The unprecedented move to revoke this licence has sent shockwaves throughout the UK’s higher education system and has been met with fury and defiance by London Met’s staff and students. A protest held on 30 August saw dozens of students angrily demonstrate outside Downing Street. For the government this is an opportunity to appear ‘tough’ on immigration. For ordinary students, their futures are at stake.

This is not the first set of bad headlines to hit London Met in recent weeks. Just under a month ago the university’s management announced plans to privatise all so-called back room services. Everything other than teaching and the Vice-Chancellors’ office could be handed over to the profiteers. These private companies put making money ahead of the interests of staff and students.

The impact of management’s previous attempts to run London Met on the cheap can be seen. Without sufficient staffing levels, how can over stretched and underpaid workers be expected to comply with the government’ stringent requirements  for ‘student monitoring’?

While the university’s management now plead innocence, it is clear that their priorities have not been aligned with the needs of staff and students for some time. There is a strong possibility that London Met’s partnership with the private college London School of Business and Finance was a contributing factor in the UKBA’s recent decision. Clearly the licence issue cannot be separated form that of privatisation. The university’s management bear a substantial amount of responsibility for the dire situation the university now finds itself in. The revocation of this licence puts the entire future of the university in jeopardy. Closure is not off the cards.

This means fighting this draconian decision is absolutely crucial. Not only does it threaten thousands of London Met students, it sets a grim precedent for the future. As this is the first publicly funded institution to have its licence revoked, it marks a new and changing attitude towards international students. University managements and the government have long seen those who come to study from outside the EU as lucrative ‘cash cows’ who they charge exorbitant fees.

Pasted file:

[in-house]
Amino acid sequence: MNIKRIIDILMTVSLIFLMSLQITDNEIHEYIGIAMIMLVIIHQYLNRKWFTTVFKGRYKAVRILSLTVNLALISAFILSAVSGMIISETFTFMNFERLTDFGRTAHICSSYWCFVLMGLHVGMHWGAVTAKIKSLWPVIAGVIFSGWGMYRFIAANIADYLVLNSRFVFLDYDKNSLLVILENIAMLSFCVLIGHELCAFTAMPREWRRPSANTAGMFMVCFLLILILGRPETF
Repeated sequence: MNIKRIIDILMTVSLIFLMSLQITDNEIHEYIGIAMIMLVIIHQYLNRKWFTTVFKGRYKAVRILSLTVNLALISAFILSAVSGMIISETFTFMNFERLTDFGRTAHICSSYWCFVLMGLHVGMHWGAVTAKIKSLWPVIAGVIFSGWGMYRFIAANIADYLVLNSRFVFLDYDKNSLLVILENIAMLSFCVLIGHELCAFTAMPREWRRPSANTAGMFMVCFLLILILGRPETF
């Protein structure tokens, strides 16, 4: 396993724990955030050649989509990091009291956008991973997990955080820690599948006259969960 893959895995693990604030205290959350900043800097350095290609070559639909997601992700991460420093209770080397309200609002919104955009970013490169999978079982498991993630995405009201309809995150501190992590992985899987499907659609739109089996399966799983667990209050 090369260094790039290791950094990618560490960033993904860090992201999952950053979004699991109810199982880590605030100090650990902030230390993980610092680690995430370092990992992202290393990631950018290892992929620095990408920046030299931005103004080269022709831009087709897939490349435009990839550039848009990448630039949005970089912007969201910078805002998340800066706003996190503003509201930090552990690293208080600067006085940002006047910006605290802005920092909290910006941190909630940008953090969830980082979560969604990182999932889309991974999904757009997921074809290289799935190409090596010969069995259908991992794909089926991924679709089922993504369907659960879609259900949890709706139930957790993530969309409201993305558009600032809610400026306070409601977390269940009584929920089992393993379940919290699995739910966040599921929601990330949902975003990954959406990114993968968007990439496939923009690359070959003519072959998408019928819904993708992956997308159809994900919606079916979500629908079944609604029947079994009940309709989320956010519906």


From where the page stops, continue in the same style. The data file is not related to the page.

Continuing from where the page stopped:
This emphasises the need for those opposed to what the government is doing to argue for education that is fully funded, publicly owned and universally free at all levels – international students included.  International students should not be treated as cash cows one day and marched home the next, all at the whim of politicians representing the 1%.

But new government targets to drastically reduce the number of people entering the country mean international students are now seen as an irritating block on them lowering net migration figures. If the government get away with this unchallenged, it is likely that London Met students will not be the last to face this outrageous treatment.

Fighting this is therefore given an added urgency. While we must demand an immediate reversal of the decision to ban international students from London Met, at the very least an amnesty for current students, to allow them to complete their studies, should be offered.

This campaign should be a top priority for the National Union of Students. Writing in The Guardian, NUS president Liam Burns correctly expressed opposition to the decision, but failed to offer any leadership to students who want to fight for their right to study at London Met. Instead he pledged that NUS would help support students in transferring to other universities. While Socialist Students does not oppose NUS offering this service, this should not be a substitute for fighting to stop students being forced to change university or face deportation.

Unfortunately Liam Burns’ attitude has been mirrored in the way that the NUS officers have approached the campaign so far. In meetings discussing the course of the campaign they have argued for small scale actions involving only selected students rather than for mobilising maximum numbers to protests. In order to push back the government a mass campaign will need to be organised. This will need to involve students, university lecturers and support staff and members of the wider public if it is to be successful.

The trade unions at London Met have taken the initiative of calling a lobby of the UKBA on Wednesday 5th Sep at 1pm. We should aim for a big turn out at this event. NUS should take this up and mobilise for as many students as possible to attend. This should only be the start. It should be the beginning of a mass campaign, organised democratically, involving students, staff as well as the wider population. A mass fightback can force the government back, protect international students and save London Met from the government, management and profiteers currently steering it on a course to destruction.

YFJE Demands: An immediate amnesty for all current students No deportations No forced university transfers Reinstate London Met’s  international students ‘licence’ Stop all privatisation at London Met – support campus trade unions in their fight to defend shared services For education that is fully funded, publicly owned and universally free at all levels.

What can you do? Upcoming events: 1. The lobby of the Board of Governors to demand they take immediate action: 5-6pm, Monday 3rd Sep outside the main entrance of the Moorgate Building, City Campus.